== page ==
I have been experimenting with using virtual assistants. I’ve worked with two, one in the US for about two weeks and one in India for two months. It has been an excellent learning experience and I wanted to share it with everyone in the form of this guide. My goal is to give readers a good idea of how a remote assistant can help them, along with an idea of the benefits and drawbacks. This guide should give you a pretty good idea of what you need to get started working with a virtual assistant and should help you avoid some of the errors I made in the process.
I am also going to look at the idea of having a local assistant and how that compares to working with their virtual counterpart. It is easy to get enamored with the concept of a remote executive assistant and overlook local options that may be much more appropriate.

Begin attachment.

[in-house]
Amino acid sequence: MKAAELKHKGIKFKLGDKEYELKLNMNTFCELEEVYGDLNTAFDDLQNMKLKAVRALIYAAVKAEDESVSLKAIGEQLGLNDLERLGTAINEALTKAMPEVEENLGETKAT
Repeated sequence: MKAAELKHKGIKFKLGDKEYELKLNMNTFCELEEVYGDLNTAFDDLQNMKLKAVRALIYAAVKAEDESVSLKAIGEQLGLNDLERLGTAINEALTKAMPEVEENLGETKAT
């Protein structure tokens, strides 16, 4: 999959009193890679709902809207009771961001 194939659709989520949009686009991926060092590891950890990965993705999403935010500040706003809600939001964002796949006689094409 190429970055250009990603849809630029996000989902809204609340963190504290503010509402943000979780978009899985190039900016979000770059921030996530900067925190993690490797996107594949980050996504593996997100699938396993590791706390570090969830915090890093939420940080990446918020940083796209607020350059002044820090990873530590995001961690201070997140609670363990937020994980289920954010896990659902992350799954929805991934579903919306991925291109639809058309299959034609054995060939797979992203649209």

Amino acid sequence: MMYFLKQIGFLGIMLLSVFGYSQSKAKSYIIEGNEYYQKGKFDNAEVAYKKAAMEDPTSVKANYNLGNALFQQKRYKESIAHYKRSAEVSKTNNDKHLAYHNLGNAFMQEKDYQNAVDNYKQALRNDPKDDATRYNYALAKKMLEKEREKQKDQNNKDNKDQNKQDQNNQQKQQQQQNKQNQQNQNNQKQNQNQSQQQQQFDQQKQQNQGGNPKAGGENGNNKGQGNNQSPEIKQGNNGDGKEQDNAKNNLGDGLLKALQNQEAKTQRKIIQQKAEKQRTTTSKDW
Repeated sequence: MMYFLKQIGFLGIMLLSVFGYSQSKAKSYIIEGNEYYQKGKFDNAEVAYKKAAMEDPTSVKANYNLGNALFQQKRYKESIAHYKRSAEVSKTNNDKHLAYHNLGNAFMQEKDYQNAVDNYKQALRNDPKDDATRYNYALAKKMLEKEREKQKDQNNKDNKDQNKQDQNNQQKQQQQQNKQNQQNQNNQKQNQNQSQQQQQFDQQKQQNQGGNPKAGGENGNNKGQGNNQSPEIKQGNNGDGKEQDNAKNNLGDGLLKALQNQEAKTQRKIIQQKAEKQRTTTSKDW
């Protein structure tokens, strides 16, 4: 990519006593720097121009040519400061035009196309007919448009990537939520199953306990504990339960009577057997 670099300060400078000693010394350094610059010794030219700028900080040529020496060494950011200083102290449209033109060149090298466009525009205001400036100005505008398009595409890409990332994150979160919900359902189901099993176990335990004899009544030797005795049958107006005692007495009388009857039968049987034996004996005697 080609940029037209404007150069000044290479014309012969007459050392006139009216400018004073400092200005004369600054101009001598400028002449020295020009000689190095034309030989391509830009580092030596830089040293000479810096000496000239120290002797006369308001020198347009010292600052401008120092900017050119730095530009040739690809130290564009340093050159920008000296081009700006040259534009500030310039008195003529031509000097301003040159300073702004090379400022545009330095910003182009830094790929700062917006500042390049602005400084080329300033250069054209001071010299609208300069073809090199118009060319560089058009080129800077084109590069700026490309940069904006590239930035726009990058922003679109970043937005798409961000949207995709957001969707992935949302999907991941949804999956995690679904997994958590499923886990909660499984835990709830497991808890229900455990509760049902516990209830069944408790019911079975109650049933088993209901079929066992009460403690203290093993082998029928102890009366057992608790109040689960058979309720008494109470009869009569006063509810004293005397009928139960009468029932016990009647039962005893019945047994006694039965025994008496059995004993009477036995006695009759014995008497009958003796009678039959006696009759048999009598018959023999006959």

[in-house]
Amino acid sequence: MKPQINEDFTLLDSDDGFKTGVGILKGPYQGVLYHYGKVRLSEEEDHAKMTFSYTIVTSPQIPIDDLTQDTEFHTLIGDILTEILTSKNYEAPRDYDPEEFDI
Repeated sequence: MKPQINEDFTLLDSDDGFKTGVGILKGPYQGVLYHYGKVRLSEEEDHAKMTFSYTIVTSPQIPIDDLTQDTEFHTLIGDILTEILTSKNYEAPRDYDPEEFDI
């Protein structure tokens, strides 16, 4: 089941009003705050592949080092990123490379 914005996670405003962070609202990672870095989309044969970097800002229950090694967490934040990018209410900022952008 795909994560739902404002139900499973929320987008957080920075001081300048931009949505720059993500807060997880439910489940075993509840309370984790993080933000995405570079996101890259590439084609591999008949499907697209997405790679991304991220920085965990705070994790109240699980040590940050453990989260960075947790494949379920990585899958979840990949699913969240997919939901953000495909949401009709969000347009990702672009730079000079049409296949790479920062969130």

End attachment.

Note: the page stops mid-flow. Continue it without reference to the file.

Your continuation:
If you want to read a story about interacting with US and Australian virtual assistants checkout: Offending the Entire VA Industry
I worked with a virtual assistant in the US for about two weeks. She ended up just disappearing and I lost some money on it. I had her do a few tasks, mainly as an experiment, to see how things worked out.
My second experiment was working with Brickworks India. They are a very reputable firm and I thought I would have better experience working with them rather than trying to find someone on my own. I was right. They were extremely professional. I hired one of their remote executive assistants for 40 hours per week for two months.